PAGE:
The notion that a gun is admissible evidence because it is a circumstance of the arrest has been frequently stated. As to this argument, the State correctly relies on People v. Longstreet (1974), 23 Ill. App.3d 874, 320 N.E.2d 529. However, based on the following, I believe Longstreet was incorrectly decided. The defendant there was arrested sometime after the occurrence. The actual weapon used in the offense and a second weapon were discovered at the head of the defendant's bed during the search of the defendant's apartment. The weapon used in the offense was admitted, but the defendant objected to the admission of the second weapon. The trial court admitted the second weapon, and in affirming that admission on appeal the court cited the supreme court opinion in People v. Jackson (1956), 9 Ill.2d 484, 138 N.E.2d 528, in which the court stated that "[i]t has long been the rule that `even though no claim is made that the accused used [the particular] weapon in committing the particular crime, the weapon may be subject of testimony concerning the details of the arrest and also be admitted into evidence.'" People v. Longstreet (1974), 23 Ill. App.3d 874, 882, 320 N.E.2d 529, 534, citing People v. Jackson (1956), 9 Ill.2d 484, 492, 138 N.E.2d 528, 532 (citations and emphasis omitted).
In support of this proposition, the court in Jackson cited People v. Dale (1934), 355 Ill. 330, 189 N.E.2d 269, People v. Lenhardt (1930), 340 Ill. 538, 173 N.E. 155, and People v. Durkin (1928), 330 Ill. 394, 161 N.E. 739. Considering these cases and subsequent cases, I believe the rule of law has been overstated.
One of the supreme court cases cited, Durkin, involved the murder with a revolver of a special agent of the Department of Justice. The question concerned the admissibility of two pistols taken from the defendant when he was arrested three months later. The supreme court briefly considered the issue and held that the testimony concerning what was found in the defendant's possession, along with the conversation with the defendant at that same time, were "competent as evidence of the details of the arrest." People v. Durkin (1928), 330 Ill. 394, 406, 161 N.E. 739, 744.
Four years later, in Lenhardt, the victim was also murdered with a revolver. The defendant was arrested some months later. When arrested he had a revolver in his possession. The defendant argued that there was no showing that he used it in committing the crime charged. The court in approving its admission commented that "[i]t is competent to prove that an accused person, when arrested, possessed a weapon suitable for the commission of the crime charged against him, even though no claim is made that he actually used it in committing the particular crime." People v. Lenhardt (1930), 340 Ill. 538, 549, 173 N.E. 155, 159.) Two years later the supreme court made a similar comment in People v. Dale (1934), 355 Ill. 330, 189 N.E. 269.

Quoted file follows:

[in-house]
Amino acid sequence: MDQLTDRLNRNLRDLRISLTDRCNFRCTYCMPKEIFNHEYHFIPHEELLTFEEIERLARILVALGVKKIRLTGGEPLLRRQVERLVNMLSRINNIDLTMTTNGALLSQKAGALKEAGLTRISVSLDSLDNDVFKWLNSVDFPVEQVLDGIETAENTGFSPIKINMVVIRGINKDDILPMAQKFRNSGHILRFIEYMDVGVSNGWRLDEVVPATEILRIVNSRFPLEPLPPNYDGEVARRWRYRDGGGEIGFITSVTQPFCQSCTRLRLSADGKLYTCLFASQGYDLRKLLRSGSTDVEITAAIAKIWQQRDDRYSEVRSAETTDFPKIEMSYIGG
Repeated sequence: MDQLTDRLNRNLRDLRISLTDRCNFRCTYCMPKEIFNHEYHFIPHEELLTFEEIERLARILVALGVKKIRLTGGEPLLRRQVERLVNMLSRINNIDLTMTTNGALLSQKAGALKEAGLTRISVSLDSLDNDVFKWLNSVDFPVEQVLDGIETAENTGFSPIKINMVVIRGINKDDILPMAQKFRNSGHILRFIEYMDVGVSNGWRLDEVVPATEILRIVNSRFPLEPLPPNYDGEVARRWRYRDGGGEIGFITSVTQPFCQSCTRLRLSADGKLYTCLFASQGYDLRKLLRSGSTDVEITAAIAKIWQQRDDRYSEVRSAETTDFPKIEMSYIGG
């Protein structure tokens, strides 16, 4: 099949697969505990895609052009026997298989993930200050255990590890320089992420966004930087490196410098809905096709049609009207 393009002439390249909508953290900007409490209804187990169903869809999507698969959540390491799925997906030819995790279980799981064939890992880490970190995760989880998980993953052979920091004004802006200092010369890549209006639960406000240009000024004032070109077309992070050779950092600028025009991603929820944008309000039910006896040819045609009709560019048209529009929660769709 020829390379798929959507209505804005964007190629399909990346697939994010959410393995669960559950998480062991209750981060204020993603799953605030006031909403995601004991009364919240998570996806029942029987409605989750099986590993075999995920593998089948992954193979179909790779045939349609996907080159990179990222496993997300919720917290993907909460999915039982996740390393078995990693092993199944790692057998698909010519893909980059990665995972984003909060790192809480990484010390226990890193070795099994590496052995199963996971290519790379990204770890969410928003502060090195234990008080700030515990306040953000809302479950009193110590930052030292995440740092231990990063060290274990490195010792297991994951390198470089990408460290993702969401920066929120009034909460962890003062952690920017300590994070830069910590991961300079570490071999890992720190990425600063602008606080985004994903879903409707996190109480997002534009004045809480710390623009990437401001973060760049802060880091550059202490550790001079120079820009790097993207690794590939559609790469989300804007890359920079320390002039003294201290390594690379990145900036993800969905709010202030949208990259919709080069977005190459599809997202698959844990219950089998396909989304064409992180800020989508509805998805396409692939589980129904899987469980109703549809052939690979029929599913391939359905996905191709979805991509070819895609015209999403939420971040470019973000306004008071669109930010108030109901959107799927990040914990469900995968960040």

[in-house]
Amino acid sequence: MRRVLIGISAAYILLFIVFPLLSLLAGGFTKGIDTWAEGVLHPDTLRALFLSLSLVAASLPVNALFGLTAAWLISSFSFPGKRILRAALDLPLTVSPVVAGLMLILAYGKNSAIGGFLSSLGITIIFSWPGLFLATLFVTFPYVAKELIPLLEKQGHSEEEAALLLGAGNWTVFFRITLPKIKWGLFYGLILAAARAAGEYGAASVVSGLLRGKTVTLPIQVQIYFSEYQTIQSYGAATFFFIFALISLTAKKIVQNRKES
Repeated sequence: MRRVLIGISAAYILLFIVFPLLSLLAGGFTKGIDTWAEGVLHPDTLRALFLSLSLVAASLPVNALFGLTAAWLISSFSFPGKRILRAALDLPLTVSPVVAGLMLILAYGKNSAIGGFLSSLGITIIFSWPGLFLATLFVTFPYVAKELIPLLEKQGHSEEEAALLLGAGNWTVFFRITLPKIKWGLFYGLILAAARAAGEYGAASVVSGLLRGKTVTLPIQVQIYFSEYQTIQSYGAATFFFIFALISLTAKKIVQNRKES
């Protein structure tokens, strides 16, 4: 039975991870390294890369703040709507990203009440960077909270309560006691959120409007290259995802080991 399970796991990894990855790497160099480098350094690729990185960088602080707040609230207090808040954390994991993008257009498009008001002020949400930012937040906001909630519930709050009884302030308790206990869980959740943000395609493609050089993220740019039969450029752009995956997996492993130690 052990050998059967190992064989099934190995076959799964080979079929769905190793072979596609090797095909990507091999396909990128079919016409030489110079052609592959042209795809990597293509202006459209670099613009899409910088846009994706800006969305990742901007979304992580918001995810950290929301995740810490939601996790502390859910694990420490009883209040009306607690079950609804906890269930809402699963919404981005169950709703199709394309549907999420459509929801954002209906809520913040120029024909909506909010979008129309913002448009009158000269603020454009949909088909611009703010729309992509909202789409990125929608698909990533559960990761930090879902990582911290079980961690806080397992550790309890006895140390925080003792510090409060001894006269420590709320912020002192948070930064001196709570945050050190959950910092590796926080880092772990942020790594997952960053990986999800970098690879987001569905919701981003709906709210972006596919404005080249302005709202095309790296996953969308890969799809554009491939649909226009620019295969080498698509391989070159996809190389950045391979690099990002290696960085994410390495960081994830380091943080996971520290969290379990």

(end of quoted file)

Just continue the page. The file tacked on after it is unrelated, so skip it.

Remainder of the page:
In People v. Smith (1952), 413 Ill. 218, 108 N.E.2d 596, the victim was murdered with a revolver. Admitted into evidence were two sawed-off shotguns found in the trunk of the car in which the defendant was arrested six months after the offense. The supreme court reversed the trial court's admission of that evidence based on the fact that there was no showing that the defendant had possession of the guns or that they were under his control. Possession is not an issue in the instant case, but Smith is significant because of the following case. In People v. Jones (1961), 22 Ill.2d 592, 177 N.E.2d 112, a gun was found in an automobile in which the defendant was riding when arrested eight days after the commission of the crime. A witness testified that it was similar to and looked like the revolver that was in the defendant's hands at the time of the shooting. The court identified the problem as being one of relevance. The court explained that a gun is relevant if there is evidence to connect it with the defendant and the crime. The court then commented on the Smith case and noted that in Smith it had held that under the circumstances there the admission of the gun was reversible error. The Jones court pointed out that in Smith the opinion revolved around possession. The court said "[h]owever, the real basis for the [Smith] decision was not the question of possession. Even if the shotguns had been in the defendant's lap instead of in the trunk of the car, they would still not have been relevant, since all of the evidence indicated that the crime had been committed with a gun of an entirely different type." (People v. Jones (1961), 22 Ill.2d 592, 600, 177 N.E.2d 112, 116.) The court further commented that "[t]hus the question is not whether the gun was in the possession of the defendant, but rather whether the gun had been sufficiently connected with the crime and the defendant to make it relevant evidence." People v. Jones (1961), 22 Ill.2d 592, 600, 177 N.E.2d 112, 116.
In the instant case there is no suggestion that the gun is connected to the crime. Consequently, there is no relevance to the admission of the gun. As in Smith and Jones, the admission of the gun is error. The broad proposition that guns generally are admissible as evidence surrounding the arrest is not supported by the rationale in the recent Illinois Supreme Court cases of Smith and Jones. The supreme court has clearly stated that the evidence must meet the test of relevancy.